AN UNUSUAL exhibition by Manish Pushkale, an Indian artist who has been inspired by a “bird whisperer” in the remote Andaman Islands, opened last week in Paris.
The exhibition, in a series called Carte Blanche, will run at the Guimet National Museum of Asian Arts until spring next year.
The museum, which has one of the largest collections of Asian art outside of Asia, said Pushkale’s work has been “inspired by a true story: the extinction of the aka-bo language, also known as ‘the language of birds’, spoken by the Bo tribe in the Andaman islands, India.
It added: “The installation is designed as a voyage of discovery, through writing, archaeology and fleeting memories, reminding us of the difficulties of preserving intangible heritage and of a culture’s vulnerability in the face of rapid global change.”
The exhibition, curated by Claire Bettilini, has been done in partnership with Reena and Abhijit Lath, who run Akar Prakar, an arts organisation in India. It is supported by the Advitya & Kanika Dewan Foundation and ITM-University Gwalior.
The museum explained: “After celebrating the artist (Sayed Haider) Raza’s work in spring 2023, this 18th Carte Blanche reaffirms the importance that the Guimet Museum attaches to Indian artists and contemporary art.
“For the rotunda on the 4th floor, Pushkale has created a work representing the inexorable disappearance of the great Andamanese indigenous people through natural disasters, tourism and globalisation.
“With a cocoon-like installation, the artist invites the visitor to step into a mysterious and forgotten sanctuary. Inside, we discover a visual and abstract representation of the Bo tribe’s now extinct ‘language of birds’, whose last speaker, Boa Senior, passed away in 2010.
“The journey continues through a fragile architectural labyrinth of screens measuring three metres high and nineteen metres wide.”
It added: “The paper used by the artist is natural, irregular, illtreated, repaired, holey and coated with several layers. It bears cracks, has black and red tones from basalt stone and ochre, and is covered in mineral pigments from rocks taken from different geological layers in the Andamans. While a lattice pattern punctuated with marks, bubbles and spots creates the imaginary geographical structure of a forgotten distant civilisation, a group of successive and regular black and white dots evoke a binary language or musical notes.
“Elsewhere, open or closed lines symbolise the fundamental questions faced by the native populations of the Andaman islands: should they open up to the world or isolate themselves?
“There are hidden birds singing within the installation, like a figurative substitution for the absent voice of Boa Senior and her ‘song of birds’, which has sunk into oblivion. On the external wall, two eggs sit in a nest of paper twigs, evoking the hope of renewal or the reincarnation of the Bo tribe.”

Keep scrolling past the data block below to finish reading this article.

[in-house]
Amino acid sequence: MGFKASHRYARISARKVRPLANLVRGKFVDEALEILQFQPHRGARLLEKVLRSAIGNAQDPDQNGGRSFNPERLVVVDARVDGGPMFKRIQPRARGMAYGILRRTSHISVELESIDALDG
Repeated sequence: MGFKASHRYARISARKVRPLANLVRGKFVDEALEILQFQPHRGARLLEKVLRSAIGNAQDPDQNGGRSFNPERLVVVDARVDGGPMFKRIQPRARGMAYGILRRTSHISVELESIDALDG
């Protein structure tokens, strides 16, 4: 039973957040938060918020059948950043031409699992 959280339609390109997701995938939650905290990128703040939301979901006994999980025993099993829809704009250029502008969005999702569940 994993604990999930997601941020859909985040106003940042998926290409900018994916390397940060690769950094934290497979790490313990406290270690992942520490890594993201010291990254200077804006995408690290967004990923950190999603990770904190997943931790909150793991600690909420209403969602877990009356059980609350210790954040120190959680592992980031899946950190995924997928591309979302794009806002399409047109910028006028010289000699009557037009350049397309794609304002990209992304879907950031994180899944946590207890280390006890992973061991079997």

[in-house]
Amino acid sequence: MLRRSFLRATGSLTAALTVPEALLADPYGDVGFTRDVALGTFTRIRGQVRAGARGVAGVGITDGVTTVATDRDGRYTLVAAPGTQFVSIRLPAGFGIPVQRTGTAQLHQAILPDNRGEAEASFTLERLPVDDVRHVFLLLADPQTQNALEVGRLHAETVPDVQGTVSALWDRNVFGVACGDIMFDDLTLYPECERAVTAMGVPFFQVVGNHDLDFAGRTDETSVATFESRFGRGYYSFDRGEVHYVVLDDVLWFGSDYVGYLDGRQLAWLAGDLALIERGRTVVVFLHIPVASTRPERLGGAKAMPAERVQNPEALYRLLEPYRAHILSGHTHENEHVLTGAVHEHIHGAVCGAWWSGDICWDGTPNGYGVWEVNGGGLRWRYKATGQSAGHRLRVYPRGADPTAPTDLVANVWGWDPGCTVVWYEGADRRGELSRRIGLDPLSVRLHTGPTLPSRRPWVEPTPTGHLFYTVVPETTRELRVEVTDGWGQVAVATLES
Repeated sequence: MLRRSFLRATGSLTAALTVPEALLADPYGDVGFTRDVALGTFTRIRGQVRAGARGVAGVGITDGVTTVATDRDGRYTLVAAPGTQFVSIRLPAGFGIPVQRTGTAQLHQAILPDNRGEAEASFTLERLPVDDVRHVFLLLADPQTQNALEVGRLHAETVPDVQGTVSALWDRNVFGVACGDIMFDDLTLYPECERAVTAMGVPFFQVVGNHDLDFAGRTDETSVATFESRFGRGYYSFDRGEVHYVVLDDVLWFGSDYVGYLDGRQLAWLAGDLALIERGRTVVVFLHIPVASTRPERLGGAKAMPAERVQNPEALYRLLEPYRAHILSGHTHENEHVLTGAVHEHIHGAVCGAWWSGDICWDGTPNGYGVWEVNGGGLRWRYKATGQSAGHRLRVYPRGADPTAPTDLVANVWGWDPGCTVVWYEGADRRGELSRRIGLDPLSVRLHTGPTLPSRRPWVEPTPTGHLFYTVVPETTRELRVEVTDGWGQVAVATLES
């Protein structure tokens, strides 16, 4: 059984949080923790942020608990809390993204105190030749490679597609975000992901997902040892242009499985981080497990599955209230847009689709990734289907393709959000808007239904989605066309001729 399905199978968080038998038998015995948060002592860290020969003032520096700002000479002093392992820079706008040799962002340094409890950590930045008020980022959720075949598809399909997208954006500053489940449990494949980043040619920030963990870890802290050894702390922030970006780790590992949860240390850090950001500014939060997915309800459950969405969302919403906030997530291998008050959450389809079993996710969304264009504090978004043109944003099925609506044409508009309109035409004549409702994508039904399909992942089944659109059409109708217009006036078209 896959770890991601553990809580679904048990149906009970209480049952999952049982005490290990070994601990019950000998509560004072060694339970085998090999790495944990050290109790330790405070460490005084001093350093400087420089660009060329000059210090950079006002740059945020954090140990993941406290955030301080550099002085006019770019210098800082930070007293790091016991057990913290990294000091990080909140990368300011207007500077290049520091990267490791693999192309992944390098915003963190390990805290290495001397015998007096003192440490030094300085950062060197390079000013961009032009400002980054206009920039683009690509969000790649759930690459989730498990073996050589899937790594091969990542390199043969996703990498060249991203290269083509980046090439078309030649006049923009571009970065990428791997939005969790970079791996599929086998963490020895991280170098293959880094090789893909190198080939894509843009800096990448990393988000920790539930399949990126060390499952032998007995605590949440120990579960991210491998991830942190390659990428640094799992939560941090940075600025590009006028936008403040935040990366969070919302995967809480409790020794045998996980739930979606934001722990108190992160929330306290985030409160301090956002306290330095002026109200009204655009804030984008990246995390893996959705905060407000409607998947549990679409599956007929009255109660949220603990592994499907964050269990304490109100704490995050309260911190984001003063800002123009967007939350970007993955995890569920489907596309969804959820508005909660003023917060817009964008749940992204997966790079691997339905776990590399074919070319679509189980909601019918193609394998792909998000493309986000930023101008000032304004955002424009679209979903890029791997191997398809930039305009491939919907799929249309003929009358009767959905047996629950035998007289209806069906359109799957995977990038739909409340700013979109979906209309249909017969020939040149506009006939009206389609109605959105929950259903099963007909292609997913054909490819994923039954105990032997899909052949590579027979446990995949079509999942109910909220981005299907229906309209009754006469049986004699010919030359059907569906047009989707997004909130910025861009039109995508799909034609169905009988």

Pushkale, born in 1973, is a selftaught artist who, after studies in geology and archaeology, enrolled in the Bharat Bhavan multi-arts complex in Bhopal in the central Indian state of Madhya Pradesh.
According to the museum, “it was in this fertile, intellectual and creative environment that he honed his artistic style and sensibility as an abstract artist. He is deeply influenced by the great Indian artists, such as Raza (1922- 2016), whose mandalas were exhibited at the Guimet Museum as part of a retrospective of the artist’s career at the Pompidou Centre in spring 2023.
“Pushkale is also a member of the Raza Foundation in New Delhi, where he lives and works as an independent artist. His works have been widely exhibited in India and internationally in collective and personal exhibitions. His calm and contemplative canvases dwell upon the ebb and flow of civilisation through the themes of genesis, progress and inevitable change.”
Pushkale has himself told of vanishing cultures and languages: “The language through which the tribal people continue to live, a language which exists in villages, which exists in towns, exists everywhere. I travelled with this work to various places in Madhya Pradesh.
I have worked on the grounds of archaeological sites, in locations of the pre-historic caves. I have used water, charcoal, pigments and many materials naturally available on those sites. This work hhas not only given me a new direction and a new geography, but I have also pushed my practice from the controlled studio environment to the outdoors in the lap of mother nature.”
He recalled: “I heard one story from the great linguist Ganesh Devy about a communication system in the Bo tribes of Andaman (islands). The story is about the lady, the senior Boa. She was able to converse with the sparrows and she did that for long years.
“With her death, this unique communication system between humans and the birds went extinct. When I started working on this story with innumerable drawings in 2020, I failed many a time. I was struggling to finds visuals to communicate this loss.
“Slowly, the image started to appear to draw itself, shape itself in dimensions I never imagined. The fragments and details we see in the work, the aggression, the darkness, a kind of dryness of the land, the distant moon, are all fonts that contribute towards the ultimate image of that huge loss. Living in evolved times, do we register or realise the loss of this collective memory that we represent?”
Manish Pushkale’s exhibition is at the Guimet National Museum of Asian Arts, 6 Pl. d’Iéna, 75116 Paris, until March 4, 2024.